Rob is also generous with his time, always supportive of newer authors, and writes one heck of a blurb. It’s inconceivable to me that you might not have read his fiction, but if that’s the case I’m confident that reading his most memorable meal will inspire you to click a link and correct that oversight.

I confess, I’ve been waxing a bit nostalgic writing up this introduction. One of the last conventions I appeared at had me sitting next to Rob on a panel. It was a glorious time, and a room full of people heard him repeatedly threaten to kill me, but that’s another story…

LMS: Welcome, Rob. You’ve been a difficult man to wrangle for a meal, but my dogged persistence has paid off. Please tell me about the dinner that stands out in your memory.

RJS: Twenty years ago, in the summer of 2000, my twelfth novel, Calculating God, had just come out. The publisher was Tor, headquartered in New York, but they contracted out their Canadian distribution to a wonderful firm called H.B. Fenn and Company, based just north of Toronto, where I live. The fine folk at Fenn very much took me under their wing: as distributor of foreign-published books, they rarely had a local author to work with, and I became part of their family.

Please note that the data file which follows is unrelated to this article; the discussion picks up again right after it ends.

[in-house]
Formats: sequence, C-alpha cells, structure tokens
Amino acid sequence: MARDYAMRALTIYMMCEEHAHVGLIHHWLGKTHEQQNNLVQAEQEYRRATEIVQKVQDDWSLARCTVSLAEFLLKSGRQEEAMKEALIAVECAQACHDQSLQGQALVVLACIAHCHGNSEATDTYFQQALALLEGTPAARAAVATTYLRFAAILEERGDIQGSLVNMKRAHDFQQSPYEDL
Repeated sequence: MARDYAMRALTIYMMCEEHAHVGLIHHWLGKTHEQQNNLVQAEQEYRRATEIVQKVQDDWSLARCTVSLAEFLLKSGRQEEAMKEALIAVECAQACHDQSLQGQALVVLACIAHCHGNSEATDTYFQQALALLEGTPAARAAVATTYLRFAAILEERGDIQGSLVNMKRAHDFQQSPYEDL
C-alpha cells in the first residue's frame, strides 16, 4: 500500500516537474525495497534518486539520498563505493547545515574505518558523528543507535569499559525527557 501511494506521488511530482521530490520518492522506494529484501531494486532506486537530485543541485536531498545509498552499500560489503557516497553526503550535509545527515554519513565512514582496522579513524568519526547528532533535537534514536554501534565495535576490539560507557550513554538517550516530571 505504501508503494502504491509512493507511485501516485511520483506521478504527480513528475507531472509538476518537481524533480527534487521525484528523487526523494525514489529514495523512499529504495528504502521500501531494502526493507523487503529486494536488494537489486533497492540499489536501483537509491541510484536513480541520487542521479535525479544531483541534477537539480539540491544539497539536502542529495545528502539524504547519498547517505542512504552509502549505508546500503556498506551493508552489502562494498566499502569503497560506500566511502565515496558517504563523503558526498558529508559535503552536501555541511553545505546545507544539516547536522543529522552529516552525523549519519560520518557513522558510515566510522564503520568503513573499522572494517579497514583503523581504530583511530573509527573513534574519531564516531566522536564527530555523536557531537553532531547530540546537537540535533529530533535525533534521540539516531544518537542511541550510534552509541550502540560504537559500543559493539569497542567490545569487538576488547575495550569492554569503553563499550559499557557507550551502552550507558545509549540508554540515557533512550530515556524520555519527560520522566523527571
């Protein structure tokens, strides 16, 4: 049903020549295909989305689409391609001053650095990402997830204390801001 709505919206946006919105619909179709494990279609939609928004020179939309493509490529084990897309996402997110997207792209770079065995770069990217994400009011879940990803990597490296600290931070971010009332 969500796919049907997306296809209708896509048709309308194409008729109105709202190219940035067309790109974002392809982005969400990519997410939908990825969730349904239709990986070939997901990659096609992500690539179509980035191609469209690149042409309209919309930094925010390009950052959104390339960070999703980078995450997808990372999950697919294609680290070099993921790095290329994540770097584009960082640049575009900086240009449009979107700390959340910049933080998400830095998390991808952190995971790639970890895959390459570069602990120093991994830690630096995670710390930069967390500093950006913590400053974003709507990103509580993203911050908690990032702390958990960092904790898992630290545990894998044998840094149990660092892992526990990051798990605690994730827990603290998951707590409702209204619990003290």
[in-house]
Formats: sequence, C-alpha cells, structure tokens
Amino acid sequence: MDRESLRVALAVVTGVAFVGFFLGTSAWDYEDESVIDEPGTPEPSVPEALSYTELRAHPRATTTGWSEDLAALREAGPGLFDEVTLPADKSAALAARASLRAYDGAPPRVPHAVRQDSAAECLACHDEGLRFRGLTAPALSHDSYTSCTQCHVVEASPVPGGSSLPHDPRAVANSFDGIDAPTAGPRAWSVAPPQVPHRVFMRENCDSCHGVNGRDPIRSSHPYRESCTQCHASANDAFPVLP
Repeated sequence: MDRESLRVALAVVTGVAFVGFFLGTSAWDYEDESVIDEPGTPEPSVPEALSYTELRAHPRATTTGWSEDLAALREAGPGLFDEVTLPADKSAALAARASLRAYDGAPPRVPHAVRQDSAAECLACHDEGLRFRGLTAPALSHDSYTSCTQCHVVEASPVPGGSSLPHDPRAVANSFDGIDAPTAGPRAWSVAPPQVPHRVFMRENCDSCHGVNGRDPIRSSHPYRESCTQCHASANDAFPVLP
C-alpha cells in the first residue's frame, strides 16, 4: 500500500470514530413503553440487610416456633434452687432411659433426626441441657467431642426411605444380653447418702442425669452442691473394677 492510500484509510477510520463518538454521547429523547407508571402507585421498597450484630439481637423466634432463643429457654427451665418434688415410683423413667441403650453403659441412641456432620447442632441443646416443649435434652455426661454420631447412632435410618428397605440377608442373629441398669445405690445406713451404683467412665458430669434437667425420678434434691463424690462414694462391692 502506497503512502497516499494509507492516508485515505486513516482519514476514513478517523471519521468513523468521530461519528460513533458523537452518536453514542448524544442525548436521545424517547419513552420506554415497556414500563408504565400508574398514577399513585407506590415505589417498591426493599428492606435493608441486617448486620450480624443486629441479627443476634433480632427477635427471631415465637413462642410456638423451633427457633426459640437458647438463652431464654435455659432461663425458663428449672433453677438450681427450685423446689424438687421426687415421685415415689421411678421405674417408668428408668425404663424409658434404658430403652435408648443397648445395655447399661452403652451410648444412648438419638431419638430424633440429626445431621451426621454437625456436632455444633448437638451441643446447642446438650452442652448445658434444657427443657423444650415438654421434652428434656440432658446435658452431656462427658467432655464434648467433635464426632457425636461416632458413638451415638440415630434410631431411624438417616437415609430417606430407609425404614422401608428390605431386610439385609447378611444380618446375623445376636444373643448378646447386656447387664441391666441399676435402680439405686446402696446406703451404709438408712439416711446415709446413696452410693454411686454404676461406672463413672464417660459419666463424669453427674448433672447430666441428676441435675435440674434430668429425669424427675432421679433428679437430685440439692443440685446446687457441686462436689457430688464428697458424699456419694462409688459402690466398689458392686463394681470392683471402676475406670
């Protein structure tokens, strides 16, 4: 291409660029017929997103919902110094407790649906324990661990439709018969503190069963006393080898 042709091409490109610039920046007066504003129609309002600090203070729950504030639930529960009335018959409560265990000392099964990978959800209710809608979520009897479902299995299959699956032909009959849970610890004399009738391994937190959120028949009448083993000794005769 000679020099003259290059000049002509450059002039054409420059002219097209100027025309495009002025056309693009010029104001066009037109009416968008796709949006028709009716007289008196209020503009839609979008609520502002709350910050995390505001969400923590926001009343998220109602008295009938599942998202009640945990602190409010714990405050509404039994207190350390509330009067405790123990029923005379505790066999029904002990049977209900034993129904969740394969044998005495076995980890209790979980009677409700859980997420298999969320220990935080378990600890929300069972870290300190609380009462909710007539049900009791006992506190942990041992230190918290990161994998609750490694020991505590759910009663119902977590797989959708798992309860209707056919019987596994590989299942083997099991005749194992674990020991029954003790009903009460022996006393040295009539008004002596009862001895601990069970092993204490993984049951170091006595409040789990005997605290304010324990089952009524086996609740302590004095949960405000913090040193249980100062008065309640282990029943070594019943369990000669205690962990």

And when family calls and asks a favor, you say yes. So when Heidi Winter, my publicist there, called to say she had an author coming in from out of town who had nothing to do the evening before his public event, and she hoped I wouldn’t mind taking him out to dinner, I agreed at once. She hastened to add that, of course, I should send the bill to Fenn for reimbursement.

The Oppenheimer Alternative

No problem, I said. Happy to help. And who might the author be?

Heidi and I were talking on the phone, but I can just picture the grin she must’ve had on her face when she told me: Buzz Aldrin.

We didn’t say OMG back then; we said all three words and we sometimes threw a fourth that started with F in there for emphasis. I can’t remember for sure, but I wouldn’t be surprised if that’s precisely what my response had been.